Saturday, September 12, 2015

Teacher Sites | To LMS or Not to LMS?

One of the suggestions I often get from techy teachers is to use an LMS. Well, I've done that, and it doesn't feel right. It's fine for some things, but it's not the way most of mys students stay connected to the world


We use apps outside of school. Our students use apps outside of school. Why wouldn't we just do the same in school?

Google Apps For Me

I've been a fan of Google Drive since I learned about it three years ago. Since then, I've watched the idea of collaborating on one document, for some schools, become the norm. And why wouldn't it?


Connecting with our students and their work as they produce it empowers them through feedback and increased audience. Isn't that always the goal? 

The frustration for me was in the sharing of documents with students and teaching them how to set up folders for the class. The concepts of file sharing and live files was hard for them, at first. We needed something else – something to manage the files for us.

That's when I turned to Edmodo and later Moodle when I realized Edmodo wasn't hearty enough for a high school history class.

Learning to Manage a System

It was my second year using Google Docs (which had just received the name change to Drive), and I was going all in with every class. Forms for quizzes, docs for essays, and slides for presentations. We had the tools to succeed, especially when I pushed it all through Moodle.


Moodle was a great platform for managing a course our administrator was good and the version was current. The only downside was the amount of time it took to initially setup a course and the technical skill it took to learn. This turned many teachers away and prevented some from ever moving away from using Moodle simply as a place to list links to materials. Google Sites (or even Docs) would have been fine for that.

Then, Google Classroom was released at the beginning of the last school year. Most of my prayers were answered. I like digital technology, but I don't want to spend too much time making it work for me and my students. Classroom was turn key and managed Drive and Gmail with students.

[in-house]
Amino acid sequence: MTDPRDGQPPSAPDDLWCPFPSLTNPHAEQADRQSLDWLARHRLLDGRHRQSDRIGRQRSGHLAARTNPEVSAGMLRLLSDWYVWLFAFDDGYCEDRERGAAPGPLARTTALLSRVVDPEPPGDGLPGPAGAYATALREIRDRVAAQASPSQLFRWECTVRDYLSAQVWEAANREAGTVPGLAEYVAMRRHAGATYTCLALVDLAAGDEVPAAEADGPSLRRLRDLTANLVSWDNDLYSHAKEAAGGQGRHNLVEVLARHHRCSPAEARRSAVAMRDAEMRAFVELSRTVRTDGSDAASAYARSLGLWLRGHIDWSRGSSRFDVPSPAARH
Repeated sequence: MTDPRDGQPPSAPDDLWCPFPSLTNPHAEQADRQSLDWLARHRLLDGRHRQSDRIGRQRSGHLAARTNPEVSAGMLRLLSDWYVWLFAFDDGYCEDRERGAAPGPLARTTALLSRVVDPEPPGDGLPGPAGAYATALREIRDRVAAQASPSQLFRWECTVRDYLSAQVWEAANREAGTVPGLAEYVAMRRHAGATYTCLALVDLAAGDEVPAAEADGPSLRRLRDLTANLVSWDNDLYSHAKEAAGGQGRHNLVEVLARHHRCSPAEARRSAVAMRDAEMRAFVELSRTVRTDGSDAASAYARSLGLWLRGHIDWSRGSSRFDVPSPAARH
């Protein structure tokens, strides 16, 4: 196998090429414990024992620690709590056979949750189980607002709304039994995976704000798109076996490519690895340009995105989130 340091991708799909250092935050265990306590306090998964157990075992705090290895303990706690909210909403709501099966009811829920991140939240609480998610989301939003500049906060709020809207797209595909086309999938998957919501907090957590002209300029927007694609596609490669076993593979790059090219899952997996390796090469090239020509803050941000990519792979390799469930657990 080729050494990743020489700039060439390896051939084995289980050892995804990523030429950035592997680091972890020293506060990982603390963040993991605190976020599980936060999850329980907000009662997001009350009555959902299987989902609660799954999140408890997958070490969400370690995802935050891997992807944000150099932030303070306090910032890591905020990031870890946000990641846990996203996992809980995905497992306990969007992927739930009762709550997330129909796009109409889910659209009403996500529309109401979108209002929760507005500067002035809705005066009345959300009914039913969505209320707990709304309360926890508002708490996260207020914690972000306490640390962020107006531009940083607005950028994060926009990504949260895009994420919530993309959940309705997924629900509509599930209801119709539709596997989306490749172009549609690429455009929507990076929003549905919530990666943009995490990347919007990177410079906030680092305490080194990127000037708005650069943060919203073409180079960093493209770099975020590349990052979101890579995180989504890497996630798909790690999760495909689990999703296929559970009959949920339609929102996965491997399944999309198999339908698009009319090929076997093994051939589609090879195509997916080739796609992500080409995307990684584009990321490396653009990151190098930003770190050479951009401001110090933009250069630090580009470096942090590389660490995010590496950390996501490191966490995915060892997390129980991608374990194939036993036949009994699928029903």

This year, Classroom has only gotten better. It's my choice over an LMS like Moodle for two reasons: (1) I teach face-to-face courses and Classroom can be updated with my phone as student needs are made clear, (2) Our school is GAFE, so why make it more complicated?

My New Adventure


I recently started working at a new school, in a new state. Things, for the most part, are the same. But one of things that is different is the use of Moodle. Many of the teachers have course pages. This was intimidating at first because only a few were using Classroom and teachers in my department were encouraging me to use Moodle.


I humored them and had course pages created, but I couldn't follow through. I had to stick with Classroom because it works better with a variety of apps, especially Google Drive. 

Initially, it was hard to openly go against the recommendations of my new colleagues, but I'm glad that I didn't compromise by switching back to Moodle. Plus, their Moodle was an earlier version than I had used in the past, and it didn't have all of the tools on which I was trained. 

How Do We Use Classroom?

Classroom is where I do lesson planning and material organization. Once I know the standards and essential questions, it's easy to add activities, homework, and instructions. 


The "About" tab works great for providing a link to content sites, Google Drive folders, Quizlet card deck folders, syllabus, and apps and sites we commonly use for instruction. 

My new favorite tool is the question. We can do a variety of discussions that are easy to set up in seconds. In fact, I've already done it a few times from my phone, which means I didn't have to go back to my computer, sit down, and type it out. That's huge when it comes to improvising and setting up technology. Once you sit behind the computer, you have five seconds before you start to lose the kids.

Would I Go Back to an LMS?

I would. It all depends on the version and type of course I'm teaching. Currently, I'm teaching a face-to-face classroom with lot's of potential for student activity, so my decision to stay with Google makes the most sense.